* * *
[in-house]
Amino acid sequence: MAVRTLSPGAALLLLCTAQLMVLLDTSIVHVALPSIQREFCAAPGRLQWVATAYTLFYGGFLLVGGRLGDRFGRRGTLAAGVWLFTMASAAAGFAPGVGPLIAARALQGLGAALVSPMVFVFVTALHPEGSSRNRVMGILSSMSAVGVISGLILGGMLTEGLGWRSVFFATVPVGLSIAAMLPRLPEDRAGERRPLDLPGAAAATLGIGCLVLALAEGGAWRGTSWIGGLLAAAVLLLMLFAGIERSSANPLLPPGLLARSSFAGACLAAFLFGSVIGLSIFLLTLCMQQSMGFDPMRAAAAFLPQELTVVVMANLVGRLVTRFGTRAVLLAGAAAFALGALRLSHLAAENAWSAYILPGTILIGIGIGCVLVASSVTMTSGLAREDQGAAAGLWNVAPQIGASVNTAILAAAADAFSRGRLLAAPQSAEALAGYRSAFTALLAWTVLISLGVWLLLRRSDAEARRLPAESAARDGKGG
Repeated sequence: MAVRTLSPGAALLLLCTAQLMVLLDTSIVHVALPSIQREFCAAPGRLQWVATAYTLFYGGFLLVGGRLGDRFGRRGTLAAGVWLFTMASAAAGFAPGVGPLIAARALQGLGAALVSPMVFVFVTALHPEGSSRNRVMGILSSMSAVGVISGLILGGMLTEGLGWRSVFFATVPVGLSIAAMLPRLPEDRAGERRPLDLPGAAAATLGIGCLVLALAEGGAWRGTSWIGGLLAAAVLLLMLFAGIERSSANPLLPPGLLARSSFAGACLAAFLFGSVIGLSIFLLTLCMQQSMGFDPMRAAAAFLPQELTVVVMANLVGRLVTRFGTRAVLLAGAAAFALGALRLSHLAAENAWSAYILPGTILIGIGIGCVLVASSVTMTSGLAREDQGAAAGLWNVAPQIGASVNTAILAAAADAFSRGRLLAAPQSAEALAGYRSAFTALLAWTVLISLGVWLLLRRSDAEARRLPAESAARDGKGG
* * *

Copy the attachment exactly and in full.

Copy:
[in-house]
Amino acid sequence: MAVRTLSPGAALLLLCTAQLMVLLDTSIVHVALPSIQREFCAAPGRLQWVATAYTLFYGGFLLVGGRLGDRFGRRGTLAAGVWLFTMASAAAGFAPGVGPLIAARALQGLGAALVSPMVFVFVTALHPEGSSRNRVMGILSSMSAVGVISGLILGGMLTEGLGWRSVFFATVPVGLSIAAMLPRLPEDRAGERRPLDLPGAAAATLGIGCLVLALAEGGAWRGTSWIGGLLAAAVLLLMLFAGIERSSANPLLPPGLLARSSFAGACLAAFLFGSVIGLSIFLLTLCMQQSMGFDPMRAAAAFLPQELTVVVMANLVGRLVTRFGTRAVLLAGAAAFALGALRLSHLAAENAWSAYILPGTILIGIGIGCVLVASSVTMTSGLAREDQGAAAGLWNVAPQIGASVNTAILAAAADAFSRGRLLAAPQSAEALAGYRSAFTALLAWTVLISLGVWLLLRRSDAEARRLPAESAARDGKGG
Repeated sequence: MAVRTLSPGAALLLLCTAQLMVLLDTSIVHVALPSIQREFCAAPGRLQWVATAYTLFYGGFLLVGGRLGDRFGRRGTLAAGVWLFTMASAAAGFAPGVGPLIAARALQGLGAALVSPMVFVFVTALHPEGSSRNRVMGILSSMSAVGVISGLILGGMLTEGLGWRSVFFATVPVGLSIAAMLPRLPEDRAGERRPLDLPGAAAATLGIGCLVLALAEGGAWRGTSWIGGLLAAAVLLLMLFAGIERSSANPLLPPGLLARSSFAGACLAAFLFGSVIGLSIFLLTLCMQQSMGFDPMRAAAAFLPQELTVVVMANLVGRLVTRFGTRAVLLAGAAAFALGALRLSHLAAENAWSAYILPGTILIGIGIGCVLVASSVTMTSGLAREDQGAAAGLWNVAPQIGASVNTAILAAAADAFSRGRLLAAPQSAEALAGYRSAFTALLAWTVLISLGVWLLLRRSDAEARRLPAESAARDGKGG